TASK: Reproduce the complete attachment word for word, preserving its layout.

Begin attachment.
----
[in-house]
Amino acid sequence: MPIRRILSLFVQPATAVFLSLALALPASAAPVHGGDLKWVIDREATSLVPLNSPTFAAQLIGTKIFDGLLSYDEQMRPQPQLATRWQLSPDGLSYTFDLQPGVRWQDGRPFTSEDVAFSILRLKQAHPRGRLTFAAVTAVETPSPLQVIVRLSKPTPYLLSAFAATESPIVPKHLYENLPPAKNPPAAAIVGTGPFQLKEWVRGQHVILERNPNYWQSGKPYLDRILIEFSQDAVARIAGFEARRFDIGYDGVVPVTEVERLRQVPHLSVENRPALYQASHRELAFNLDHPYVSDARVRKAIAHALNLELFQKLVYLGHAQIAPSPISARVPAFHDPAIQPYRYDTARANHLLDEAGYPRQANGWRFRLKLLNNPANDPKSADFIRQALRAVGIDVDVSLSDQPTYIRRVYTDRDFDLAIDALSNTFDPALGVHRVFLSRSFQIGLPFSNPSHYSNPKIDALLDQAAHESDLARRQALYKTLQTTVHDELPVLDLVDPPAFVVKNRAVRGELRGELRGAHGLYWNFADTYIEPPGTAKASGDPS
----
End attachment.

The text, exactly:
[in-house]
Amino acid sequence: MPIRRILSLFVQPATAVFLSLALALPASAAPVHGGDLKWVIDREATSLVPLNSPTFAAQLIGTKIFDGLLSYDEQMRPQPQLATRWQLSPDGLSYTFDLQPGVRWQDGRPFTSEDVAFSILRLKQAHPRGRLTFAAVTAVETPSPLQVIVRLSKPTPYLLSAFAATESPIVPKHLYENLPPAKNPPAAAIVGTGPFQLKEWVRGQHVILERNPNYWQSGKPYLDRILIEFSQDAVARIAGFEARRFDIGYDGVVPVTEVERLRQVPHLSVENRPALYQASHRELAFNLDHPYVSDARVRKAIAHALNLELFQKLVYLGHAQIAPSPISARVPAFHDPAIQPYRYDTARANHLLDEAGYPRQANGWRFRLKLLNNPANDPKSADFIRQALRAVGIDVDVSLSDQPTYIRRVYTDRDFDLAIDALSNTFDPALGVHRVFLSRSFQIGLPFSNPSHYSNPKIDALLDQAAHESDLARRQALYKTLQTTVHDELPVLDLVDPPAFVVKNRAVRGELRGELRGAHGLYWNFADTYIEPPGTAKASGDPS